Made in the USA….Can it Be?

23/11/2010 at 5:00 am Leave a comment

NearSea Naturals, a reputable online supplier of organic and sustainable fabrics since 2002, recently joined forces with textile industry veteran Daniel Sanders in order to carry out plans to provide complete vertical manufacturing for local, US made organic fabrics.  The driving force for the new partnership is the “Made in the US” label, which consumers consider advantageous.  Domestic organic and sustainable fabrics meet customers expectations for a variety of reasons, including high production standards, increased economic benefits, and environmental accountability.

NearSea Natuals relocated from their off -the-grid, solar powered facility near Santa Fe, New Mexico to the state known for it’s history in American textile manufacturing – Asheville, North Carolina.  “This partnership is an economic stimulus to the region,” stated Sanders, adding that the fabrics created within its rubric are local and sustainable.  “Everything takes place within 100 miles of our facility – spinning, weaving, finishing, and more.  Our local design and vertical manufacturing of US organic fabrics, coupled with direct-to-consumer sales, is unique to the industry.”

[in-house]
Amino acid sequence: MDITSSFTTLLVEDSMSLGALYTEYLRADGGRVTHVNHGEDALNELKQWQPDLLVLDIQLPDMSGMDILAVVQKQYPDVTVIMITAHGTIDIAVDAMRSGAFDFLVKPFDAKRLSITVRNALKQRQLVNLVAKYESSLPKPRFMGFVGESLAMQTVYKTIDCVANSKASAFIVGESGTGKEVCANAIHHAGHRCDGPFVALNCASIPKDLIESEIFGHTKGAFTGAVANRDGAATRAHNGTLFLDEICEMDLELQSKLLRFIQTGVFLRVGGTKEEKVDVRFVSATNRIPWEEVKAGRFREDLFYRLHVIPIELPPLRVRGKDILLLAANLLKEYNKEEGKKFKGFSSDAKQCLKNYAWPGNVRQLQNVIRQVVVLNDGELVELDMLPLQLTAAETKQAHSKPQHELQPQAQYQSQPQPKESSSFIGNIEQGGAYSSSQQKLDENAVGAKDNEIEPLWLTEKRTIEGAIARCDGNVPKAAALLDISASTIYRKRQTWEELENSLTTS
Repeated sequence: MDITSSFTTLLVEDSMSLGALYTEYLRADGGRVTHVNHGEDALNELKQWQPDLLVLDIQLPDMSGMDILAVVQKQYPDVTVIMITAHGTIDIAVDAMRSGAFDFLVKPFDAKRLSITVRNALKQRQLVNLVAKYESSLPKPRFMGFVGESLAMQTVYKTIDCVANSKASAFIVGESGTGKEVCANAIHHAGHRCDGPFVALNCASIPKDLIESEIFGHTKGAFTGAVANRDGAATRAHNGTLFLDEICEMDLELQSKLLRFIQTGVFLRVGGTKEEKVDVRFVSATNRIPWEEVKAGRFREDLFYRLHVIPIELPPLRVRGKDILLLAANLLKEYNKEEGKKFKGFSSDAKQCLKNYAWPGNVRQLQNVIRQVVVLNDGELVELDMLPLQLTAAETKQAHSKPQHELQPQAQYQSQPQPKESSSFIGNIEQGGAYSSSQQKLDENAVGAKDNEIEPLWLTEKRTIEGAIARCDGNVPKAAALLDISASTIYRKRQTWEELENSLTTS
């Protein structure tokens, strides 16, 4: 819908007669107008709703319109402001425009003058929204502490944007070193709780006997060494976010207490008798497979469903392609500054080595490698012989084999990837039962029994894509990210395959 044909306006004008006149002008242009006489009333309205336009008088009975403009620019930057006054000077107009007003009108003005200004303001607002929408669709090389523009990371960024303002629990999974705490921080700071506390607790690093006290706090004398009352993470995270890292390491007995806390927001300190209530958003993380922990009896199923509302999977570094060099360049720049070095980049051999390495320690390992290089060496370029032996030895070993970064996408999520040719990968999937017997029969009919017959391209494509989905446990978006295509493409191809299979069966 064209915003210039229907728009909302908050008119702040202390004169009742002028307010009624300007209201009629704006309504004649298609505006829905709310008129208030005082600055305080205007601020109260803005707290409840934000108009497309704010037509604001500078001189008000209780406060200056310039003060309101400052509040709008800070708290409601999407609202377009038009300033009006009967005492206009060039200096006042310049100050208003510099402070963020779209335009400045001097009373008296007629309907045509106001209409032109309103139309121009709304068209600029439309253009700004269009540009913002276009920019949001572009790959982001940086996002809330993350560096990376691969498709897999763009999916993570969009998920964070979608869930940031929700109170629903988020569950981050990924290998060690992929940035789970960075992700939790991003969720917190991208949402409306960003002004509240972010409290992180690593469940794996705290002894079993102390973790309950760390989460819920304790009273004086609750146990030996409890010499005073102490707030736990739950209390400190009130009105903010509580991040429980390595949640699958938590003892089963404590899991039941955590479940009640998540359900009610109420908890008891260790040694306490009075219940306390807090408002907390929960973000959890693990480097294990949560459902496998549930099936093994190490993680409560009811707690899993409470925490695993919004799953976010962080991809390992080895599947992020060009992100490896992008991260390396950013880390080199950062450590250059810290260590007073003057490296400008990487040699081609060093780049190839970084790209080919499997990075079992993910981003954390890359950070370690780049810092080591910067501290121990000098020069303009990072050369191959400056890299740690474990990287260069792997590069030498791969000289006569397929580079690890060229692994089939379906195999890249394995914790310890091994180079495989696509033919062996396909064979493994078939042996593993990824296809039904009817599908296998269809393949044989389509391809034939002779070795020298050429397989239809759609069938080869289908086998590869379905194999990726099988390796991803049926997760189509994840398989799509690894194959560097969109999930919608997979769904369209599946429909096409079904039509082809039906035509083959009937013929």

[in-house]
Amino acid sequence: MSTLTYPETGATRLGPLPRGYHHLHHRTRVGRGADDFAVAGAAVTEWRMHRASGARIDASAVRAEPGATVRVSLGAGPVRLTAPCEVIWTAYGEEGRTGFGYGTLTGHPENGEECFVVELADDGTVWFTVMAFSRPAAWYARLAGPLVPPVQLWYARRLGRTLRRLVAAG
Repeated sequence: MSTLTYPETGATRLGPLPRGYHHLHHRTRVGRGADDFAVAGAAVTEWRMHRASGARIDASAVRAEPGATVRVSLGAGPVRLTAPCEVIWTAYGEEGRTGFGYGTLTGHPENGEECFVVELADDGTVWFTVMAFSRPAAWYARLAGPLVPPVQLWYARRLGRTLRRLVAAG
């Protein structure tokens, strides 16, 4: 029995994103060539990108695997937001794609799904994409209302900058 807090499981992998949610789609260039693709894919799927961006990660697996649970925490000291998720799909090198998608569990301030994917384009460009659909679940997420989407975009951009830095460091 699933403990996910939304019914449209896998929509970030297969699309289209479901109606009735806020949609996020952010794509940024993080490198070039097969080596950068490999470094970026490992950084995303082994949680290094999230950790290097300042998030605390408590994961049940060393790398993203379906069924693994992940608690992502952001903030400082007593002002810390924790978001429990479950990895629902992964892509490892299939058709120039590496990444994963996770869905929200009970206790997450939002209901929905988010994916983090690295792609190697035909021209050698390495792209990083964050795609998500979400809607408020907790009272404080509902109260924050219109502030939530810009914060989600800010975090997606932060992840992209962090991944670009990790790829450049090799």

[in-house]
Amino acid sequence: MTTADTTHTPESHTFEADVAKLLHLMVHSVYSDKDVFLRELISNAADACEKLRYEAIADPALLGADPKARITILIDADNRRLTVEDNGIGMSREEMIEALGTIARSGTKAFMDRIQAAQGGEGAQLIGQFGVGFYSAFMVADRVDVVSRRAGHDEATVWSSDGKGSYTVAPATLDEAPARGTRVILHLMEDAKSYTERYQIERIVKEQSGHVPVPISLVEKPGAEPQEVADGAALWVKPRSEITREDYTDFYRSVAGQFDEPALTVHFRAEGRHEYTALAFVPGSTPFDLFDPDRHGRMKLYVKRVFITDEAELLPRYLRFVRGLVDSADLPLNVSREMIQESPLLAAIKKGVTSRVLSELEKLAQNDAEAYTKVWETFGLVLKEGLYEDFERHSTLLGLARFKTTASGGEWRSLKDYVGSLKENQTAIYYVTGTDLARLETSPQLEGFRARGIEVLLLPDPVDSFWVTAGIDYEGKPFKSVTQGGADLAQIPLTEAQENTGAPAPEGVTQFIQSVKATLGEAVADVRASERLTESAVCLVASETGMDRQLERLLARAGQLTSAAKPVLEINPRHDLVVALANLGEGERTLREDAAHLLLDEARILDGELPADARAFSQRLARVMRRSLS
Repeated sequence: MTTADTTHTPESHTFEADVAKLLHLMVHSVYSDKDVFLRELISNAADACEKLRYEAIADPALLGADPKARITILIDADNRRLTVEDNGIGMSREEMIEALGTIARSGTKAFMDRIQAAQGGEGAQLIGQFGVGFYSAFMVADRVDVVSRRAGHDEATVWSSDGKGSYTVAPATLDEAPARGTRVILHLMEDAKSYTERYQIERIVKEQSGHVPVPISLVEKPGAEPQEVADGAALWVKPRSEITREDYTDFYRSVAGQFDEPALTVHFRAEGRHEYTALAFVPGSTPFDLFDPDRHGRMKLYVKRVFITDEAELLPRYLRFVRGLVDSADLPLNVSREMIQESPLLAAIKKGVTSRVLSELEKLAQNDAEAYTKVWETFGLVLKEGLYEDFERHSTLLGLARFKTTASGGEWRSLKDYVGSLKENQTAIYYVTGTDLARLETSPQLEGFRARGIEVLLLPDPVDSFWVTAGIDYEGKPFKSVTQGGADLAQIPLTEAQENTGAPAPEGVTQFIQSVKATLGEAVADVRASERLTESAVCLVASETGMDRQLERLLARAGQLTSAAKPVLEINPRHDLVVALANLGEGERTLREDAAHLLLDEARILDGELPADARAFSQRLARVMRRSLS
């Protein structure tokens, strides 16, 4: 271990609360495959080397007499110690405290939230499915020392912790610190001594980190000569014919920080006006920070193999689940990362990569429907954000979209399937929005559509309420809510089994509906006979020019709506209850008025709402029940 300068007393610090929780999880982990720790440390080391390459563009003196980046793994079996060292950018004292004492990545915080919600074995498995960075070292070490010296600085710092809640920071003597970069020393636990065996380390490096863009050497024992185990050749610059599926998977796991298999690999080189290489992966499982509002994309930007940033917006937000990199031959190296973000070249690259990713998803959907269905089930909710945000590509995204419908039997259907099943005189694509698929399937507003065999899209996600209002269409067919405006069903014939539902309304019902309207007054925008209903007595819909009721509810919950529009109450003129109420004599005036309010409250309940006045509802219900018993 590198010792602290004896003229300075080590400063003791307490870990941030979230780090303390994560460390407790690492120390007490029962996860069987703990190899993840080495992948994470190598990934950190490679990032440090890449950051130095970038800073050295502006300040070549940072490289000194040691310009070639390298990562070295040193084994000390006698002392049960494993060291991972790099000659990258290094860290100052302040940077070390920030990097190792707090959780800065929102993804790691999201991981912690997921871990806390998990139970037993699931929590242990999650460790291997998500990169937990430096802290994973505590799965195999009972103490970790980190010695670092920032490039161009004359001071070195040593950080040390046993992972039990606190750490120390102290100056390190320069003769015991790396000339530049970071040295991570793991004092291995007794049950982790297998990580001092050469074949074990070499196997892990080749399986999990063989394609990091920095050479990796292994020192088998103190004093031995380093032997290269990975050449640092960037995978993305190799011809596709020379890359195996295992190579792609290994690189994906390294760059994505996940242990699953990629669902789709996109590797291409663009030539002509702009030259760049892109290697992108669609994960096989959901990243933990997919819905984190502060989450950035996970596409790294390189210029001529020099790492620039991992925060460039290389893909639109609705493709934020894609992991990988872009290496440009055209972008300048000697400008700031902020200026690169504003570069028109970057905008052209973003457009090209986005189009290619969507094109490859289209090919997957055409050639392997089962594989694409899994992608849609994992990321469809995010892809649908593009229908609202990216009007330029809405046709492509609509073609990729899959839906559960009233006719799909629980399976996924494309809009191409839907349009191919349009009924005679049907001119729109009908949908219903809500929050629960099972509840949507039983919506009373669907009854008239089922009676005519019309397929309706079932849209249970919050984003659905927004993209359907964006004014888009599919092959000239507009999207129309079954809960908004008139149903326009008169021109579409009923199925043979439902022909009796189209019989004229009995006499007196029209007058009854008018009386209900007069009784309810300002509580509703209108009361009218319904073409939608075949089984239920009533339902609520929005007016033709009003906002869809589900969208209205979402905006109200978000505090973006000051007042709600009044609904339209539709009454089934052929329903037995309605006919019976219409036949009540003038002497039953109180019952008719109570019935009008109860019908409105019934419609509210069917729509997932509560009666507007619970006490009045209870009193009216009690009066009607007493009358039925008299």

“At a time when many textile jobs and businesses are going overseas, our customers of organic and sustainable fabrics are demanding domestic.  They understand the importance of supporting the US textile industry and want to keep their business supply chains local,” said Tara Bloyd, president of NearSea Naturals who founded the business with her mother, Winnie Culp.  She elaborates:   “I came to organic fabrics out of critical need – to clothe my first child, who was born prematurely. I wanted only safe, toxin-free fabrics next to his fragile skin.  Now this is a lifestyle choice, not only for my family but for an increasing number of other people as well.”

“Organic and sustainable fabrics are making a comeback in the United States,” says Culp, “because of increasing consumer awareness about the importance of sustainability throughout the entire cycle.  We moved our production to Asheville because it is a gateway to the existing textile mills.  We’re doing this at the right time, for the right reason, and we’re finding that more and more people are ready to go green for the whole nine yards.”

Entry filed under: Business, Cotton, Economy, Environment, Organic Apparel, Sustainability, Textiles. Tags: , , , .

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